Mathematicians say they've discovered a new way to crinkle up the fabric of spacetime  at least in theory.
"We show that spacetime cannot be locally flat at a point where two shock waves collide," says Blake Temple, professor of mathematics at UC Davis. "This is a new kind of singularity in general relativity."
Einstein's theory of general relativity explains gravity as a curvature in spacetime  but starts from the assumption that any local patch of spacetime looks flat.
The exception is a singularity, a patch of spacetime that cannot be made to look flat in any coordinate system: inside a black hole, for example, where the curvature of space becomes extreme.
Temple and his team examined the mathematics of how shockwaves in a perfect fluid can affect the curvature of spacetime in general relativity.
A shockwave creates an abrupt change, or discontinuity, in the pressure and density of a fluid, and this creates a jump in the curvature. But it's been known since the 1960s that the jump in curvature created by a single shock wave isn't enough to rule out the locallyflat nature of spacetime.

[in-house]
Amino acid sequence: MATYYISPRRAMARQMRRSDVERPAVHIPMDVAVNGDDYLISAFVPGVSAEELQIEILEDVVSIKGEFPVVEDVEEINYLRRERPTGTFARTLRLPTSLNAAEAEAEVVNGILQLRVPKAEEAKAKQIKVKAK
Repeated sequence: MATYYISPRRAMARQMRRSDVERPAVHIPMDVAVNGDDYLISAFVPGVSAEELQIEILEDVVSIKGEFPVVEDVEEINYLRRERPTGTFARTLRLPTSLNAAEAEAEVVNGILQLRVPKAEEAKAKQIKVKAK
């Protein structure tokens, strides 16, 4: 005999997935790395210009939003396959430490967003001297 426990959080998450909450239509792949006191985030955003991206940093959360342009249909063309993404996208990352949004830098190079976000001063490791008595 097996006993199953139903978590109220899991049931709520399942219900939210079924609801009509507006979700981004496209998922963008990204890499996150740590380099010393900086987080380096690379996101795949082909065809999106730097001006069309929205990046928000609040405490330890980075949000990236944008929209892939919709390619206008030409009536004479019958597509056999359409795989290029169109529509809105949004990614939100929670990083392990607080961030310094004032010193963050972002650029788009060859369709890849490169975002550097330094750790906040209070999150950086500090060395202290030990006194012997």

The team used math to simulate two shockwaves colliding, and analyzed what happens when shockwaves cross. And they found this created a new type of singularity, which they dubbed a 'regularity singularity'.
The team's now investigating whether the steep gradients in the spacetime fabric at a regularity singularity could create any effects that are measurable in the real world  such as gravity waves, for example.
General relativity predicts that these are produced by events like the collision of massive objects such as black holes, although they haven't yet been observed in nature.
Regularity singularities could also be formed within stars as shockwaves pass within them, the researchers theorize.